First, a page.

Some people have a “word” that characterizes their focus for the upcoming year. I do not have a single word. I have never really had a single word. Maybe one day, I will. So far, I have found it difficult to narrow down to a single word, no matter how much that single word may encompass. For some people, the word seems to choose them–and the reasons for that become clear to them later. I do not have a word that has come to me, but then again, I was not really seeking.
I tend to see a few different areas that could be a focus; indeed, many. One particular area of focus for me this year, however, is this: friendship. Friendship for myself–and also for my kids, who have also expressed similar sentiments.
I feel the pain of loneliness and lack of community in my life. My kids have their stories and have the same longings. Community and friendship feel fractured in my life.
I am immensely grateful for the friends I do have, but there is still something more that needs to be. More intentionality. A sense of community. I can’t say I haven’t tried, but I can say I could try much harder. I can be more intentional. I can choose to do and be what I personally long to have. I can do *and be* more of who I need to be.
We live in an age so well-connected technologically, but lonelier than ever.
Why, when logically speaking, it should not be the case? Don’t we have FaceTime? Skype? WhatsApp? And everything else? We have more ways and methods of staying connected than ever before. But, there are reasons for the disconnectivity.
For starters, in the U.S., we live individualistic lives. This country, in particular, values independence and self-sufficiency.
Moreover, we are busy, busy, busy, and…I just hate that word sometimes. We do have choices, and this is what many of us choose. Busyness signifies importance, and we want to feel important and valued. With our culture placing value and pressure to do more, I understand it is hard to prioritize and chisel down our activities. Yet for many of us, we can make different choices and choose to be less busy. Being less busy opens the door for intentional time spent with others. It creates margin, extra space to say “yes” to meaningful communication and friendship. It allows space for different priorities.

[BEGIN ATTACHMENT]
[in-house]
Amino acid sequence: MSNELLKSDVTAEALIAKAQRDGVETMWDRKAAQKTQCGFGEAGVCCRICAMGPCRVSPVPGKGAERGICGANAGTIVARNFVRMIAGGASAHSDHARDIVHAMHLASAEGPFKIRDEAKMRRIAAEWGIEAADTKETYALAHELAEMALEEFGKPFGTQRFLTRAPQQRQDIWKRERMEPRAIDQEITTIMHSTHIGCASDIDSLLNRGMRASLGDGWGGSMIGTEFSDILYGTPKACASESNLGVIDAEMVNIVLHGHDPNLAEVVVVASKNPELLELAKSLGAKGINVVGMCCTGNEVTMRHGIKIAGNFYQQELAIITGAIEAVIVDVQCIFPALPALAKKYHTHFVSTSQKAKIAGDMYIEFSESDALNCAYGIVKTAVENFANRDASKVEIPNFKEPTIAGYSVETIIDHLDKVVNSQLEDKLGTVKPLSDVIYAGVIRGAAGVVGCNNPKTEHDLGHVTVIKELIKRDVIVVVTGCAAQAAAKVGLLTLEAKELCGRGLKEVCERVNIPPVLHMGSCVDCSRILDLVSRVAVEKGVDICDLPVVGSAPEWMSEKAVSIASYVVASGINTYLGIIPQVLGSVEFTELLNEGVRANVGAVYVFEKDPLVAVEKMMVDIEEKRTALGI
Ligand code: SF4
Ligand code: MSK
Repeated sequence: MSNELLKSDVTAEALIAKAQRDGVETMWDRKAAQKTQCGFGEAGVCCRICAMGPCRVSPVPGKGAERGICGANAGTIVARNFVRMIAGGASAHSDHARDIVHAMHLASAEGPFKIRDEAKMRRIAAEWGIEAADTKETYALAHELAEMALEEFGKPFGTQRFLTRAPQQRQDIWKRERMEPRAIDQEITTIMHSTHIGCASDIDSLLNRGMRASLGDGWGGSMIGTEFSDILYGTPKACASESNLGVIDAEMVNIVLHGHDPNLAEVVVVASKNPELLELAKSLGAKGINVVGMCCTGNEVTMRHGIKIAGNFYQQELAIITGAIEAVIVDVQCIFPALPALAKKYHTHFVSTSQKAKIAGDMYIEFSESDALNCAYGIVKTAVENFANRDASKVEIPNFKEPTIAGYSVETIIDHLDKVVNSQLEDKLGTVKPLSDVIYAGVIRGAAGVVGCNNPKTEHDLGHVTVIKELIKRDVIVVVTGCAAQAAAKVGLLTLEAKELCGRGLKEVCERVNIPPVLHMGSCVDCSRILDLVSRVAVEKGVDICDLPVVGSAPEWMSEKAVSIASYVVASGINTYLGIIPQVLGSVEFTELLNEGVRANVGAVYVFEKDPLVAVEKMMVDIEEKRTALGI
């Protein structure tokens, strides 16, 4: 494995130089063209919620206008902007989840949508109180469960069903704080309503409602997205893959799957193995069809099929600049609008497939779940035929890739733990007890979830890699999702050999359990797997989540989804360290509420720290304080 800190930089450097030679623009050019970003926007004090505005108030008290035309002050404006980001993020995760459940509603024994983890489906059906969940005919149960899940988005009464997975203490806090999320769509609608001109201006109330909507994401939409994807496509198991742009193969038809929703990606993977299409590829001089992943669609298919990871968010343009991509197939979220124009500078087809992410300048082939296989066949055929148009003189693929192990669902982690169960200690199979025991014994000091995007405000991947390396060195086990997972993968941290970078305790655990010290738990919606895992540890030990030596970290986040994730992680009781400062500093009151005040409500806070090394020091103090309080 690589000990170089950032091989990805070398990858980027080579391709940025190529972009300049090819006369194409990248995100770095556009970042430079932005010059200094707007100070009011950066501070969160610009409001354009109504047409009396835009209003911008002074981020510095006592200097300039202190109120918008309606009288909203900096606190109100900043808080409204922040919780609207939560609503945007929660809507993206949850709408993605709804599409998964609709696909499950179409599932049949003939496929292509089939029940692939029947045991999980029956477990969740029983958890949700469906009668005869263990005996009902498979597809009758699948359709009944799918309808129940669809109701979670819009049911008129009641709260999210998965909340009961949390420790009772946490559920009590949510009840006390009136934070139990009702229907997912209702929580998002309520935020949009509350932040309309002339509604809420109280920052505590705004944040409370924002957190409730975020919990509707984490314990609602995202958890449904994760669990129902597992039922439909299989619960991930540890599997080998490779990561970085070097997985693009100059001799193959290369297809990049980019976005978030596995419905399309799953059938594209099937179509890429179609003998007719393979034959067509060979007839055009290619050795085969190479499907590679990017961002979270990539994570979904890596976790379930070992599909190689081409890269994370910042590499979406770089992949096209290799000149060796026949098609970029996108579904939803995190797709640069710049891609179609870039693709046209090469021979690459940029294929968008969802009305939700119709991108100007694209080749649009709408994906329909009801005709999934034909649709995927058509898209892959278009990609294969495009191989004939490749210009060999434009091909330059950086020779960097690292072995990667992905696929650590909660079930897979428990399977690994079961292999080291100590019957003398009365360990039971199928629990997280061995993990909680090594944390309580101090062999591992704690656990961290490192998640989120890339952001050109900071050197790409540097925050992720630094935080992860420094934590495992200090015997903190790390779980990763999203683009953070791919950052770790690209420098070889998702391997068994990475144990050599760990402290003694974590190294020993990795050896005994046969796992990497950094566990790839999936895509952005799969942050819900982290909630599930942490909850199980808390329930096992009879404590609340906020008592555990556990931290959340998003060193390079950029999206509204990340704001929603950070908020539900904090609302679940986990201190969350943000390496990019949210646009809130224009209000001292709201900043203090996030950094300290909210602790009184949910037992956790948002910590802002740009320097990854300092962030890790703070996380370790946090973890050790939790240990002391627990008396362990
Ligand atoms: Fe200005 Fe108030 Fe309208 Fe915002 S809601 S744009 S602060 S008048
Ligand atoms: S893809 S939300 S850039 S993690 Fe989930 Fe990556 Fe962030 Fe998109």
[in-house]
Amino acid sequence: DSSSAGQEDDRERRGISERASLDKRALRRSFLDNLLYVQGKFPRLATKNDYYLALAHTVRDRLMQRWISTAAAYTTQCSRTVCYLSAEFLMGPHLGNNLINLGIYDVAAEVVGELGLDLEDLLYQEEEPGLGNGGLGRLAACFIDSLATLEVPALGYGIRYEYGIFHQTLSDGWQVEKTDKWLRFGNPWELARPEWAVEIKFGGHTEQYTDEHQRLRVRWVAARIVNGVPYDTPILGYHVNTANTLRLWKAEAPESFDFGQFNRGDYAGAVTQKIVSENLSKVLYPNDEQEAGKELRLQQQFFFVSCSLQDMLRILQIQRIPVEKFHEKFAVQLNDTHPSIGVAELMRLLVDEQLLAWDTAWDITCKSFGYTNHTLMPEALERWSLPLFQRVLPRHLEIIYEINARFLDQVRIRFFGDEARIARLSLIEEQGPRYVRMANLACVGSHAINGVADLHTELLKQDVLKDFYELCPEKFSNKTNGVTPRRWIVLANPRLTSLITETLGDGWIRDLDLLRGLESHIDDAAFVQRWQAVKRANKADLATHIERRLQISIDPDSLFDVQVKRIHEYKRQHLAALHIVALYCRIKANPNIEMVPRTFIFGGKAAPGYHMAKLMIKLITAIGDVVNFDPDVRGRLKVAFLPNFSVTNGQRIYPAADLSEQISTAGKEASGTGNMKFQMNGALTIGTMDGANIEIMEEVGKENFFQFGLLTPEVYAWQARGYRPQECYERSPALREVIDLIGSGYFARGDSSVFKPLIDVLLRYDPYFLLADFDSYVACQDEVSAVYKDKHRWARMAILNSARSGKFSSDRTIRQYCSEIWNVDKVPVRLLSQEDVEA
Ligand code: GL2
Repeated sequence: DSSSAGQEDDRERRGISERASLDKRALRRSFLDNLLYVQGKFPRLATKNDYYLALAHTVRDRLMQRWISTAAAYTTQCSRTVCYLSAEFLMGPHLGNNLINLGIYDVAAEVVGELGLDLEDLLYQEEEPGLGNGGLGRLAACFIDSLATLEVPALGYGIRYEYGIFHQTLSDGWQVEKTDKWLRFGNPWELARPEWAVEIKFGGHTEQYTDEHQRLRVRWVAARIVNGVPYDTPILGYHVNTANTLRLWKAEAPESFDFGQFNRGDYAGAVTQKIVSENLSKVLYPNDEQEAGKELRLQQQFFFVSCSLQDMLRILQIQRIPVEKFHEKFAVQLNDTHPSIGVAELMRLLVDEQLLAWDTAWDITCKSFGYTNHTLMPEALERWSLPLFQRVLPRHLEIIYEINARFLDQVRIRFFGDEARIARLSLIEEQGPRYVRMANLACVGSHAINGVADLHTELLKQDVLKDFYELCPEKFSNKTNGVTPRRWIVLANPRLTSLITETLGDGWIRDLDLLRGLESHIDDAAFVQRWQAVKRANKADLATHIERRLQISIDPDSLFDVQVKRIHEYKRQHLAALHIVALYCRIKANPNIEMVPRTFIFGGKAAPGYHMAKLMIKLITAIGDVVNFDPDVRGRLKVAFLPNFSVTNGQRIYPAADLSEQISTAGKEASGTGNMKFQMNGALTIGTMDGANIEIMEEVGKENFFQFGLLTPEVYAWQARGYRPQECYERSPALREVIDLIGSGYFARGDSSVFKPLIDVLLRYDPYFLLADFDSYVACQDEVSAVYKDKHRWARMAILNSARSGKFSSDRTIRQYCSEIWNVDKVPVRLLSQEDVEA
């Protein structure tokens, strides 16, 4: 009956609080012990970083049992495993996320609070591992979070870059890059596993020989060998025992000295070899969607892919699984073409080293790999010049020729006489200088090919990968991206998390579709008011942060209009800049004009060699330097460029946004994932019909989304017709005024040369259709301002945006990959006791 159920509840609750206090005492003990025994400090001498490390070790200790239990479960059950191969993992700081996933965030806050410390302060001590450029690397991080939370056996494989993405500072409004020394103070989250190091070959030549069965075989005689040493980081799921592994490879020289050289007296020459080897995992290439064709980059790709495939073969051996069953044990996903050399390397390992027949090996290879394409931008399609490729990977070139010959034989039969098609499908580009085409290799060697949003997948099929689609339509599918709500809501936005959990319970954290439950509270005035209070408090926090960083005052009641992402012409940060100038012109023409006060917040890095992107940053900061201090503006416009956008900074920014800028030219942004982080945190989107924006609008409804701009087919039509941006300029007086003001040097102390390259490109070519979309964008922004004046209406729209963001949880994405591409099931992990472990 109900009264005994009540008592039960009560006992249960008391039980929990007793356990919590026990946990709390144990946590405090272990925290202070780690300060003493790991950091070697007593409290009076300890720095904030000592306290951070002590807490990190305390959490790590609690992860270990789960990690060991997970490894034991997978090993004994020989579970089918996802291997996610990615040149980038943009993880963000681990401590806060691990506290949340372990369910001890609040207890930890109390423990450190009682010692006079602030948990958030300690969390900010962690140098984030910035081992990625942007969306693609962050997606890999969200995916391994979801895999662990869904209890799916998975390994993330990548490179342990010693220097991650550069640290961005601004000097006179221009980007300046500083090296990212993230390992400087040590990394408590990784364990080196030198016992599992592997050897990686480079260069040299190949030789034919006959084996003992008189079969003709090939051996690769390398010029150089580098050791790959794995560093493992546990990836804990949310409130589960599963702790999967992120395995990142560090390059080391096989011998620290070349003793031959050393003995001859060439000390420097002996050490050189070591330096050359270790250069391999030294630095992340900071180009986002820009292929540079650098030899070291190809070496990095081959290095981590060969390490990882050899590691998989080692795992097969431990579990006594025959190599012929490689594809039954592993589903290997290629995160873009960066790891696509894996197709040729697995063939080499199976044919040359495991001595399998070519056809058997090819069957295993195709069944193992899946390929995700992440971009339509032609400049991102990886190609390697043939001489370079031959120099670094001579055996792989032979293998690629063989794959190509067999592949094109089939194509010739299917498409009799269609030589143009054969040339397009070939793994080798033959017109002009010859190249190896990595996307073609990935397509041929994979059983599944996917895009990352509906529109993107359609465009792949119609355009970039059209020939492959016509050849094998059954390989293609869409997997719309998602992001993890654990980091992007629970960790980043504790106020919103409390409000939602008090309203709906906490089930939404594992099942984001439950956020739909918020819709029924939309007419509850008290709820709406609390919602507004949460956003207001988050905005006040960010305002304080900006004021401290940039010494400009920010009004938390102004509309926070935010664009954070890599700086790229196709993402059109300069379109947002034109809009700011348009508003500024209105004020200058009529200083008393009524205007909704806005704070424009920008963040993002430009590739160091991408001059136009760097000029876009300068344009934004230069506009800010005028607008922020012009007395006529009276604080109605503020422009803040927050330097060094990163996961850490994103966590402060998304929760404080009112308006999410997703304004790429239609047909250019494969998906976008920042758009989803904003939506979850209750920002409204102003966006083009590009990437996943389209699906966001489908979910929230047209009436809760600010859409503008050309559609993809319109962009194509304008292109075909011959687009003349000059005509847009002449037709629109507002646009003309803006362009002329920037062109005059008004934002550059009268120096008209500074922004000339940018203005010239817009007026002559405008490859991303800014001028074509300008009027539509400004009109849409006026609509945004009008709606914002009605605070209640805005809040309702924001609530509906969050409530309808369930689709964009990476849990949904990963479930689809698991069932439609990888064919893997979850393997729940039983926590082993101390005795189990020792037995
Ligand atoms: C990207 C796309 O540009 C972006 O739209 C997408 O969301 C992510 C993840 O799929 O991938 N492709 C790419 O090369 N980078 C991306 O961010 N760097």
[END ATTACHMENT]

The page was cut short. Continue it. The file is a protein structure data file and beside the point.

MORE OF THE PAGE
Furthermore, we enjoy a fairly high standard of living in the U.S., and that makes our lives a little more solitary as we can surround ourselves with more “things”. These “things” may even produce short-term fulfillment, which of course, is fleeting, temporary, shallow, and do not bring any sense of belonging or true fulfillment whatsoever. But the holes of our lives get covered up and hidden behind the material, and by outside things (and busyness). We are not as aware or recognize the deeper need we have for connection with others, or we try to fill it with more material goods which seem to promise some level of happiness.
One theme for the coming year, then, is for friendship–real, intentional friendship with people who care and who want the same thing. It’s a good thing, not the only thing for the year, but an important one. I’ll share another theme for the year in an upcoming post soon.
What about you? Do have a word, or a theme, or resolutions, or some sort of self-evaluation or introspection practice? I’d love to know more about you and what you do.